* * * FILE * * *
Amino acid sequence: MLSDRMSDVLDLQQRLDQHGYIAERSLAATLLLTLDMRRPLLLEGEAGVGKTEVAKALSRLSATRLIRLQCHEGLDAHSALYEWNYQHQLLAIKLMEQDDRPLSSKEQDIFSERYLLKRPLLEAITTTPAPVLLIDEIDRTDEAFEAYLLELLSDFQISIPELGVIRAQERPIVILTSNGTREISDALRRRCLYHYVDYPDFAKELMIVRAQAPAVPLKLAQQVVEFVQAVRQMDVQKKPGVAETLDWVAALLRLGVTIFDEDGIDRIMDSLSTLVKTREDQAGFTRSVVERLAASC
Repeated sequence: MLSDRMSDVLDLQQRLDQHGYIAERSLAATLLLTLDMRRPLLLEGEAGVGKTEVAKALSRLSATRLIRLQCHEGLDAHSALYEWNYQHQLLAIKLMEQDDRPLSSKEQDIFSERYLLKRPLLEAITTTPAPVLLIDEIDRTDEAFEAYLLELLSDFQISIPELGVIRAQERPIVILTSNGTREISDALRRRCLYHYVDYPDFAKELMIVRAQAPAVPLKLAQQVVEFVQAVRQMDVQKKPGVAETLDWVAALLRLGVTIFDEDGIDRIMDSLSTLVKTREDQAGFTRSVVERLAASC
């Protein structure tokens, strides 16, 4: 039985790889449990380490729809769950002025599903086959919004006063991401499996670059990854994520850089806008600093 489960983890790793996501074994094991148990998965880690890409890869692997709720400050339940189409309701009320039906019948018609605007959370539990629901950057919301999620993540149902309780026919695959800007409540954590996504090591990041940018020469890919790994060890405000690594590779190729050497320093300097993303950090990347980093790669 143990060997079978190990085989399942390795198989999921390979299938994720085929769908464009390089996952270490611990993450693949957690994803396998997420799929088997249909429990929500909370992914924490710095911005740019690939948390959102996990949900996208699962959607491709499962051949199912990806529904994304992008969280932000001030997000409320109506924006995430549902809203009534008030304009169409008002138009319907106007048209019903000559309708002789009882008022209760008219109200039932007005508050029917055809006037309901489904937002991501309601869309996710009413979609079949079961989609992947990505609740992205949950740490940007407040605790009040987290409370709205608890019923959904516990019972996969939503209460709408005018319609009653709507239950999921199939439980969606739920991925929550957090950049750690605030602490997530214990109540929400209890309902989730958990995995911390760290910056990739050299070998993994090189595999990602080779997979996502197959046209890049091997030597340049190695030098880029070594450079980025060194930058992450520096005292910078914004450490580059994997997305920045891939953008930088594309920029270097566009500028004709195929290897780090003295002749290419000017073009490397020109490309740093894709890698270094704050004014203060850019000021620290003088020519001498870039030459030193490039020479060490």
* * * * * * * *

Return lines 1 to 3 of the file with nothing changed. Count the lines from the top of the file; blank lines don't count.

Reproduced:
Amino acid sequence: MLSDRMSDVLDLQQRLDQHGYIAERSLAATLLLTLDMRRPLLLEGEAGVGKTEVAKALSRLSATRLIRLQCHEGLDAHSALYEWNYQHQLLAIKLMEQDDRPLSSKEQDIFSERYLLKRPLLEAITTTPAPVLLIDEIDRTDEAFEAYLLELLSDFQISIPELGVIRAQERPIVILTSNGTREISDALRRRCLYHYVDYPDFAKELMIVRAQAPAVPLKLAQQVVEFVQAVRQMDVQKKPGVAETLDWVAALLRLGVTIFDEDGIDRIMDSLSTLVKTREDQAGFTRSVVERLAASC
Repeated sequence: MLSDRMSDVLDLQQRLDQHGYIAERSLAATLLLTLDMRRPLLLEGEAGVGKTEVAKALSRLSATRLIRLQCHEGLDAHSALYEWNYQHQLLAIKLMEQDDRPLSSKEQDIFSERYLLKRPLLEAITTTPAPVLLIDEIDRTDEAFEAYLLELLSDFQISIPELGVIRAQERPIVILTSNGTREISDALRRRCLYHYVDYPDFAKELMIVRAQAPAVPLKLAQQVVEFVQAVRQMDVQKKPGVAETLDWVAALLRLGVTIFDEDGIDRIMDSLSTLVKTREDQAGFTRSVVERLAASC
């Protein structure tokens, strides 16, 4: 039985790889449990380490729809769950002025599903086959919004006063991401499996670059990854994520850089806008600093 489960983890790793996501074994094991148990998965880690890409890869692997709720400050339940189409309701009320039906019948018609605007959370539990629901950057919301999620993540149902309780026919695959800007409540954590996504090591990041940018020469890919790994060890405000690594590779190729050497320093300097993303950090990347980093790669 143990060997079978190990085989399942390795198989999921390979299938994720085929769908464009390089996952270490611990993450693949957690994803396998997420799929088997249909429990929500909370992914924490710095911005740019690939948390959102996990949900996208699962959607491709499962051949199912990806529904994304992008969280932000001030997000409320109506924006995430549902809203009534008030304009169409008002138009319907106007048209019903000559309708002789009882008022209760008219109200039932007005508050029917055809006037309901489904937002991501309601869309996710009413979609079949079961989609992947990505609740992205949950740490940007407040605790009040987290409370709205608890019923959904516990019972996969939503209460709408005018319609009653709507239950999921199939439980969606739920991925929550957090950049750690605030602490997530214990109540929400209890309902989730958990995995911390760290910056990739050299070998993994090189595999990602080779997979996502197959046209890049091997030597340049190695030098880029070594450079980025060194930058992450520096005292910078914004450490580059994997997305920045891939953008930088594309920029270097566009500028004709195929290897780090003295002749290419000017073009490397020109490309740093894709890698270094704050004014203060850019000021620290003088020519001498870039030459030193490039020479060490």